Great Advertising is More Than Selling

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This almost two years old now, but I just ran across this Cannes Lion Award-Winning Advertisement, “Three Little Pigs” by The Guardian.

Here’s what got me – I was riveted all the way through, and while I knew it was for The Guardian, the product placement wasn’t the focus. The focus was on telling a story – not just the retelling of the Three Little Pigs in today’s age of social media, but also that The Guardian is the one place you can see all of it happening. In this time of aging and dying newspapers, The Guardian differentiates itself from other media and shows that it is still relevant. It’s a multi-prong approach, there is the movie-like ad, but there is also a deeper message here about the company itself.

It’s making me think about advertising in today’s society. We know that most companies advertise because they want to sell more product, but effective advertising does more than that – it says something about the brand itself. It builds the company’s reputation and reinforces important messages. It also sticks like a burr in your mind. I won’t be forgetting this one for a long time.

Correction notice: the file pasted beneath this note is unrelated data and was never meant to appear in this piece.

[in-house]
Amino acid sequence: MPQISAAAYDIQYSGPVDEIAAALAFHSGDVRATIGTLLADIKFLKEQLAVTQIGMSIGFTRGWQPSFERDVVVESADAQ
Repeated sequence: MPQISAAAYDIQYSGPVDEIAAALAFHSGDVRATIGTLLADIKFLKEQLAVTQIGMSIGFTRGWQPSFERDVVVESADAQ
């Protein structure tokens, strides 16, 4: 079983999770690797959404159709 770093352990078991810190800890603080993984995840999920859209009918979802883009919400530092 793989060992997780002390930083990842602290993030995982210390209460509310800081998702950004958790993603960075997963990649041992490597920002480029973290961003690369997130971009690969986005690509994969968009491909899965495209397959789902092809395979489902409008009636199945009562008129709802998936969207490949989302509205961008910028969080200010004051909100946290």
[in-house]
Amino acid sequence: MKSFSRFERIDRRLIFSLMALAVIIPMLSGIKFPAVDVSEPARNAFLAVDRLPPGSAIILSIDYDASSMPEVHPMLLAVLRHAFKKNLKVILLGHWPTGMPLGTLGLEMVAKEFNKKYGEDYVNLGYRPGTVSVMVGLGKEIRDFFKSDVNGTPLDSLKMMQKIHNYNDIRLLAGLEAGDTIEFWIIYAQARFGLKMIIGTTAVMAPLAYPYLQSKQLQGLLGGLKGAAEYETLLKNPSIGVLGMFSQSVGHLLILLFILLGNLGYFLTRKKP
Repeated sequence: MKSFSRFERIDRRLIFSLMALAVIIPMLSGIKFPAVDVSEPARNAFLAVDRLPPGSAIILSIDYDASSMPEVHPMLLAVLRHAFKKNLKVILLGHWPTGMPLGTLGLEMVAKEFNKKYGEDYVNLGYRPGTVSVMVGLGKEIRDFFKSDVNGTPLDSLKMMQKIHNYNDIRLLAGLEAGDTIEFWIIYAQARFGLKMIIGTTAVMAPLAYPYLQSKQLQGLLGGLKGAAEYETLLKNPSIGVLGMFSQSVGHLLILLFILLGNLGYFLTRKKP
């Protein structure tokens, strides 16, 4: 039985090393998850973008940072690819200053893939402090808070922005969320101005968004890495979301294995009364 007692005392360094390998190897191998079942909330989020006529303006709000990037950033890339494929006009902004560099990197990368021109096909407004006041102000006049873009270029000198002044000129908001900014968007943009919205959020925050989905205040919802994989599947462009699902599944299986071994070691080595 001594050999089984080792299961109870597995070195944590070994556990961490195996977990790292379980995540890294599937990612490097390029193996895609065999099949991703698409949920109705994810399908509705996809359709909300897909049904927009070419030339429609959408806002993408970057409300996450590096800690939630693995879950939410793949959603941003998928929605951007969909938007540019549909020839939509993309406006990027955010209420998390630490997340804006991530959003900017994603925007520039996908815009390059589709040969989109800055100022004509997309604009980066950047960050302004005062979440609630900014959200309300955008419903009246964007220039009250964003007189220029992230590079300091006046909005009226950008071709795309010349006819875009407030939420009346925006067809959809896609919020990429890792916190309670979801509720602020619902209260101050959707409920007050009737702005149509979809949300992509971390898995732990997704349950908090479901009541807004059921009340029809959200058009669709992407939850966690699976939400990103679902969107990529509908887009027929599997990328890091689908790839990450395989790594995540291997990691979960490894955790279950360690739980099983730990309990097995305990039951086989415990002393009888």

1. Dawn;
    I remember seeing this ad some time ago. It did stick in my mind and was as enjoyable seeing it again as it was the first time. The reason I am leaving a comment here is that your perspective on the ad is delightfully illuminating and insightful, as well as eloquent and succinct. (I guess I could have just said, “I liked it”)
    Especially, I appreciate your point about advertising in today’s society. It seems that many of today’s advertisements use the tactic of portraying deceit and stupidity as a ‘common ground’ to develop affinity for the product, i.e. the man lying to his wife on the cell phone, or the man being dumber than the 6 year old child, etc.
    Happy New Year!

    1. Good point Bud! Now you’ve got me thinking – you are right, there does seem to be a trend of of advertising that uses deceit and stupidity as a starting point. I immediately thought of several ads that fit the description you gave. That’s got me wondering about the psychology behind it. Are those types of ads actually effective? Or are they just easy? The low-hanging fruit?

      Thanks for the food for thought!

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